13 Nov 2017
The Office for National Statistics (ONS) has released its trade statistics for September. In the three months to September 2017, the total UK trade (goods and services) deficit widened by £3billion to £9.5 billion; this was largely due to an increase in imports of goods, primarily due to increased imports of machinery, unspecified goods (including non-monetary gold) and fuels, partially offset by a decrease in imports of aircraft.
Mike Spicer, Director of Research Economics at the British Chambers of Commerce (BCC), said: “The deterioration in the UK’s net trade position in September was disappointing, and reinforces the overall weakness of our trade balance and external position. The widening was primarily driven by a sharp rise in imports, particularly in machinery and fuels.
“While the fall in sterling is helping some exporters abroad, it’s also hurting those that import by increasing the cost of raw materials and capital equipment. The trade figures from this quarter, and throughout the year, prove that we are a long way from the re-balancing of our economy.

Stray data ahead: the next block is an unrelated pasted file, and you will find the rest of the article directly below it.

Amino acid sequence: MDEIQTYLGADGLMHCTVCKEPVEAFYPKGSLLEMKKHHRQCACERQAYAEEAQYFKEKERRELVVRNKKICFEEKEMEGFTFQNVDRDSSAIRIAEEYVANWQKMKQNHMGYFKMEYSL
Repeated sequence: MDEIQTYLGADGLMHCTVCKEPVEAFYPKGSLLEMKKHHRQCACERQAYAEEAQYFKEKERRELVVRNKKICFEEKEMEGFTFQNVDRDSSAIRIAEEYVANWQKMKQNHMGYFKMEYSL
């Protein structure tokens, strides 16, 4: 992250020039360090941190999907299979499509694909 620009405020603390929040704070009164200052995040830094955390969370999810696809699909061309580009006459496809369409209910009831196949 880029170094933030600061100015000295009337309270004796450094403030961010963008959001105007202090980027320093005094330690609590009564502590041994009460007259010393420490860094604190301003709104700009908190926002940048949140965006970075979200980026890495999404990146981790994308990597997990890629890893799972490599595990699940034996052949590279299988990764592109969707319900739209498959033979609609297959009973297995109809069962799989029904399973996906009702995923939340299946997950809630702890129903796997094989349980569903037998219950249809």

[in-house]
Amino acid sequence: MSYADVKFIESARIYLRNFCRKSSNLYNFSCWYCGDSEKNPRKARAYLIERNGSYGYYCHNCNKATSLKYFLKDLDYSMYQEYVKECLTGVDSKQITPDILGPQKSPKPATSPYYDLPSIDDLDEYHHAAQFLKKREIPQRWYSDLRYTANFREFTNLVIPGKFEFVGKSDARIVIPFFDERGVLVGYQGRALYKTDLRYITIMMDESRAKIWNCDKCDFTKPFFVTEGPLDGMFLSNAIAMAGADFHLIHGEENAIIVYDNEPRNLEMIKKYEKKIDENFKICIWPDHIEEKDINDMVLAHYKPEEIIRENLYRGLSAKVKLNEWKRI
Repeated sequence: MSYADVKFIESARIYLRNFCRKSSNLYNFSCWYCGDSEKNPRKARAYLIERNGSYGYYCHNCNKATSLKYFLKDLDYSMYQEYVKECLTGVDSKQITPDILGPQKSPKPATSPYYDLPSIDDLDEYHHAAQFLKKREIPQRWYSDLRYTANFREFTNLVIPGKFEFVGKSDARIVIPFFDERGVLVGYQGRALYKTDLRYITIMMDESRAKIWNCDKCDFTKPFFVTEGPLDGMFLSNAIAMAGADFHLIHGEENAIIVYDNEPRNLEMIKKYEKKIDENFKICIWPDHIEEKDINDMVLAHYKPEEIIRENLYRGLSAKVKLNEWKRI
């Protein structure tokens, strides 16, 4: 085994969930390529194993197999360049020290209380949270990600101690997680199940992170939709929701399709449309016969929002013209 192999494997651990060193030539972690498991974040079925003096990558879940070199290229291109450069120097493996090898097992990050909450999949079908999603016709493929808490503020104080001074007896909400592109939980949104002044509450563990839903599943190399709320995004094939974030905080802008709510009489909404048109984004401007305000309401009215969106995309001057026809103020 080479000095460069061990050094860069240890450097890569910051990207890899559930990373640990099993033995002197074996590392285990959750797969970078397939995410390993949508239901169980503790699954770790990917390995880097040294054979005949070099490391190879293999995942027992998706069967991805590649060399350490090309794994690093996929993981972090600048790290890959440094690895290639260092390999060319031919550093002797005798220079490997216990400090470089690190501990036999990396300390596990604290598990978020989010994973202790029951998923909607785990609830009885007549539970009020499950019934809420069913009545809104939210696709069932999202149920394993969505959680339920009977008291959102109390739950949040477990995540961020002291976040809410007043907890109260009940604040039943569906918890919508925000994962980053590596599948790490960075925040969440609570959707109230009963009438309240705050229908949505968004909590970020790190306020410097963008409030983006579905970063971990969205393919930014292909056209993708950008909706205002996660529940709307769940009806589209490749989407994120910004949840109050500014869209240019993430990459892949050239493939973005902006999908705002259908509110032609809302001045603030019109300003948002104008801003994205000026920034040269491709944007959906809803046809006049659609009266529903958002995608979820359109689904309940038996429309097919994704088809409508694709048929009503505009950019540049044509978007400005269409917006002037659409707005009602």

“The increase in exports to EU countries underlines the importance of agreeing a deal that safeguards favourable terms of trade for UK businesses with their largest overseas market. Firms need clarity on the nature of the UK’s future trading relationship with Europe, so they can plan with confidence, which means Brexit negotiations must progress on to trade talks as soon as possible.
“The decrease in exports to non-EU countries shows how important it will be in the coming years to support trade with these markets too. To boost our overall trade performance, more must also be done in the upcoming Autumn Budget to support UK companies to begin or expand their export journeys.”